Thursday, July 15, 2010

Tax Revenues to the Federal Government increase at record pace... Smoke em' if you got em'

    Taxes increase on tobacco products and tax revenues to the government increase.  Makes sense and should always happen, right?

Reuters: U.S. pockets $20.6 bln in sin taxes in FY'09

""Americans armed themselves to the teeth and paid through the nose to have a smoke, according to a U.S. government report released on Wednesday. The U.S. federal government collected $20.6 billion in taxes on alcohol, tobacco, firearms and ammunition in fiscal year 2009, up 41 percent from the previous fiscal year, according to the annual report of the Alcohol and Tobacco Tax and Trade Bureau. Part of the U.S. Treasury Department, the TTB credited most of the $6 billion rise in revenues collected to the increased taxes on the tobacco industry as a result of the Children's Health Insurance Reauthorization Act passed in February 2009...""
    Well, that depends on elasticities. To fund part of the recently passed heathcare reform, the federal tax on cigarettes was increased by 62 cents to a total of $1.01. The tax on chewing tobacco was increased  from $0.195/lb. to $0.50/lb.  Because the price of cigarettes varies greatly for state to state, mainly because of individual state taxes levied on cigarettes, it is difficult to ascertain the percentage change in the price of cigarettes at the retail level.  However, we do know that the price elasticity of demand for cigarettes is relatively inelastic.  This means that the percentage decrease in quantity demanded for tobacco products is LESS than the percentage increase in the price of tobacco products (%chg in quantity demanded divided by %chg in price yeilds a number less than 1).  In other words, consumers of tobacco products are less sensitive, in regard to their quantity demanded,  to price increases for this particular good.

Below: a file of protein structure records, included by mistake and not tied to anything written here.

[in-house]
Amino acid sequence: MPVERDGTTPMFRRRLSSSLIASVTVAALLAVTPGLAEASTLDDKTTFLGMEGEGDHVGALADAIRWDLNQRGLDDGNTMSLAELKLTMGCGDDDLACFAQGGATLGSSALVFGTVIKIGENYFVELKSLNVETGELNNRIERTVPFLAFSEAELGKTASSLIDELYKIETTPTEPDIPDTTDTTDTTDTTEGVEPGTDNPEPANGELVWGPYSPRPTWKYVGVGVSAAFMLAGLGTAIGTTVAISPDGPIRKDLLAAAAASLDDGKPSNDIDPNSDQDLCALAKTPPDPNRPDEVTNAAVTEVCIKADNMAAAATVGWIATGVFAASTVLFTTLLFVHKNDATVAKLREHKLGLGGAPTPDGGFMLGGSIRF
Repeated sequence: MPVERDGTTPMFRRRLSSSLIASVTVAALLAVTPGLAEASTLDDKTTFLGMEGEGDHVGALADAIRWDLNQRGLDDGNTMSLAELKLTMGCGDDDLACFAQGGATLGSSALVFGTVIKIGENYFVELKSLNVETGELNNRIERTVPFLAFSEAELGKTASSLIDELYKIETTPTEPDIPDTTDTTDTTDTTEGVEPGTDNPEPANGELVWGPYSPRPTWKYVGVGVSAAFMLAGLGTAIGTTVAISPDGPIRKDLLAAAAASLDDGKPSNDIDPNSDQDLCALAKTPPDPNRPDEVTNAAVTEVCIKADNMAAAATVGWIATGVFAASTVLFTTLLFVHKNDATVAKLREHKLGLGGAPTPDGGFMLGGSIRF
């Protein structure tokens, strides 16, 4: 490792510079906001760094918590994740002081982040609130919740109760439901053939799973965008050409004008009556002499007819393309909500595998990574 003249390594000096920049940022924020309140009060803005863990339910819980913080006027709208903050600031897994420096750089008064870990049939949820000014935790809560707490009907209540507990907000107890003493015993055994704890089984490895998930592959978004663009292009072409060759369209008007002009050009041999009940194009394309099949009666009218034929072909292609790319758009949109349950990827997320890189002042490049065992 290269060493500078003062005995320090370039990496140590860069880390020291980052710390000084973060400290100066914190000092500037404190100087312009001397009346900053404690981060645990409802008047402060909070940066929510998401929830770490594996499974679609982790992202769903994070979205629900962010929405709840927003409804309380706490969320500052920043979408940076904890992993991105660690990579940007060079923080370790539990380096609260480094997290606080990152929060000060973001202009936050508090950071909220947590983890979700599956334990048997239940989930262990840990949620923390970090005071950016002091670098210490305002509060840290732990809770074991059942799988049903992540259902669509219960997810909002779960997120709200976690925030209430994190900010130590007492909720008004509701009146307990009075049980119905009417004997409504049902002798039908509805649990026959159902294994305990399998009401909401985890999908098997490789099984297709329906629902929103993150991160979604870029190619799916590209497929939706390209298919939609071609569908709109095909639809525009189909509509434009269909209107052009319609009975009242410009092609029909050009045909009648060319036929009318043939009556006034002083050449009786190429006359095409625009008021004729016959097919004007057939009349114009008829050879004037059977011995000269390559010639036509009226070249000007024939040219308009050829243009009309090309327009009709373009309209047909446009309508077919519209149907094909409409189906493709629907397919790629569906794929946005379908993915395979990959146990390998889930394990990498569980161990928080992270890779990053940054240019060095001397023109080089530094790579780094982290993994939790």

An easy way to see how the Federal governments tax revenue increased so dramatically, I am going to use the a modified Total Revenue Test for elasticity.  Lets call it the Total Tax Revenue Test.
     The tax before the increase was $.39 ($1.01 minus $.62) and let's assume, for simplicity sake, the quantity demanded for cigarettes in the marketplace was 100 packs.  The tax revenue would be 100 X $.39 = $39 to the Federal governement. Now the tax increase of $.62 is added to $.39 which makes the total tax move to $1.01 OR a percentage INCREASE of +159% ($1.01 minus $.39 then divide by $.39 then multiply the result by 100).  Now assume that 25 fewer packs of cigarettes will sold because some people, despite the addiction, will not buy because of the extra expense.  The percentage change in quantity demanded is -25% (100 minus 25 divided by 100 then mulitply by 100). 
   We have all the information we need to calculate total tax revenue.  AFTER the tax is imposed  the total tax collected, even though the quantity of cigarettes demanded decreases, is 75 packs X $1.01 = $76 (I rounded up).  Before the tax increase the govt received $39 and after the tax increase they received $76, or a percentage change in tax revenue of 95 % ($76 minus $39 divided by $39 then mulitply result by 100). 
   This appears to be a good deal for the Federal government and its attempt at providing a source of revenue to pay for the healtcare. However, can you think of any pitfalls that will throw a monkey wrench into this particular funding mechanism? 
    This example re-inforces the importance of taking elasticity into account when it comes to government (fed, state, local) policies on taxation.  Lesson: Tax the right thing, you increase revenues and get less of the good.  Tax the wrong thing,  you decrease revenues and get less of it...
     Now you know... :)

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